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  • Writer's pictureTony Richards

Laser Focus

This week I watched the movie with Michael Fassbender as Steve Jobs. I’ve read Walter Isaacson’s biography of his life a couple of times.

Without question, Steve Jobs was one of the most successful CEOs in terms of building a company we’ve seen. Was he the best lied? No he wasn’t. Was he the most personable? No he wasn’t.

Was he the most focused?

Yes he was.

This helped fuel his success at Apple.

He was certainly a smart, persistent and ambitious individual. One of the things most admirable about hum though was that he could focus relentlessly on the object of his future goals. When he wanted something, he would be willing to let go of anything else, design a plan, and focus all his energy in such a way that no obstacle in the world could stand in the way of achieving it.

When Jobs came back to Apple in 1997, the company was in a huge mess. Apple was producing a random amount of products, including the failed PDA device the Newton and a dozen different versions of the Macintosh computer. After weeks of reviewing the products, Jobs stopped the sessions, grabbed a marker and went directly to a whiteboard.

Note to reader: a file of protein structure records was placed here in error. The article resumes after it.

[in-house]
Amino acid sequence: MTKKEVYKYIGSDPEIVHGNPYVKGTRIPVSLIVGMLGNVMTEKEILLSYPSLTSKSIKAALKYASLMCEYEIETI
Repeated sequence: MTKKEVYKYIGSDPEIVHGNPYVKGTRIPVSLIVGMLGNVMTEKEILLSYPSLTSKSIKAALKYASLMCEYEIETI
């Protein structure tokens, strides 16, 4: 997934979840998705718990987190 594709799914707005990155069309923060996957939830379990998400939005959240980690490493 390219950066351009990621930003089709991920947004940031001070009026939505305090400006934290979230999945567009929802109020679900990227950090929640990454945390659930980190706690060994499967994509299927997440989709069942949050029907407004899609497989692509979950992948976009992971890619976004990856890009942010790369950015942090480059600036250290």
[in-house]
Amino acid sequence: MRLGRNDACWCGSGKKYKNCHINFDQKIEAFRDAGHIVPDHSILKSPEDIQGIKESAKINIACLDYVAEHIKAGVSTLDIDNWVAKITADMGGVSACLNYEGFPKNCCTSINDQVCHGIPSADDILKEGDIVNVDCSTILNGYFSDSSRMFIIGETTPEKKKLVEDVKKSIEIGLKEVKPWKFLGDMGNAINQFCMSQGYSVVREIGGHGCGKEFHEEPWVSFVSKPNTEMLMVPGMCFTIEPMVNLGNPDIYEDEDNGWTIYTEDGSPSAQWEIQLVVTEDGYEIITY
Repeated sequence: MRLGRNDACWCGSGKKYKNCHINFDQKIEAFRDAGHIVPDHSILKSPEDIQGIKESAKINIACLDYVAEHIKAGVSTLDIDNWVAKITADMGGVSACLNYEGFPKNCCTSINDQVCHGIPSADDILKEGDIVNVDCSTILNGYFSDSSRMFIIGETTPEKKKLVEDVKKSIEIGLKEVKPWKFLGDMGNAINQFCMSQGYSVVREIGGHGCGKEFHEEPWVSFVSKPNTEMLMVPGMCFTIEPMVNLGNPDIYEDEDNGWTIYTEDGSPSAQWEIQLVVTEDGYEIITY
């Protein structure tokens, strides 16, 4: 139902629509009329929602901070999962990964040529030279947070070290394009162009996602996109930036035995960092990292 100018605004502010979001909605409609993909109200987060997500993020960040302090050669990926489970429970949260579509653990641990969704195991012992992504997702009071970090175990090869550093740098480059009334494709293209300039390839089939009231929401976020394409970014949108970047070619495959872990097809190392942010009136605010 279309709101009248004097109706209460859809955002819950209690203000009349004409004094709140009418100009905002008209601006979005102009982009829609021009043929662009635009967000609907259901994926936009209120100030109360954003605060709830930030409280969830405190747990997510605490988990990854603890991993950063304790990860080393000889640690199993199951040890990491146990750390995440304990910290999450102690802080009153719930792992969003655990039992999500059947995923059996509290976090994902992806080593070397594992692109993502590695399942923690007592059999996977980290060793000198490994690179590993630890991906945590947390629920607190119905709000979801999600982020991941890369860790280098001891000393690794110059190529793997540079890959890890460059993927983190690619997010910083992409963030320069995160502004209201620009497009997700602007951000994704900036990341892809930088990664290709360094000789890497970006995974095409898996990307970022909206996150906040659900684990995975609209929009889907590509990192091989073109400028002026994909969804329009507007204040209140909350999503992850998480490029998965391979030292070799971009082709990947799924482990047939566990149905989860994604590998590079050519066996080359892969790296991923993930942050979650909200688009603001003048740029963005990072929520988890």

He drew a 2×2 grid, on top of the two columns, he wrote “Consumer” and “Pro”. He labeled the side rows “Desktop” and “Portable”. He then tasked the teams with the job of focusing on four great products, one for each quadrant.

All other products were to be discontinued immediately.

That focused, precise decision to focus on four great products was the driving force to save Apple.

It’s powerful when you make the decision of what you are not.

Deciding what not to do is the beginning of strategy.

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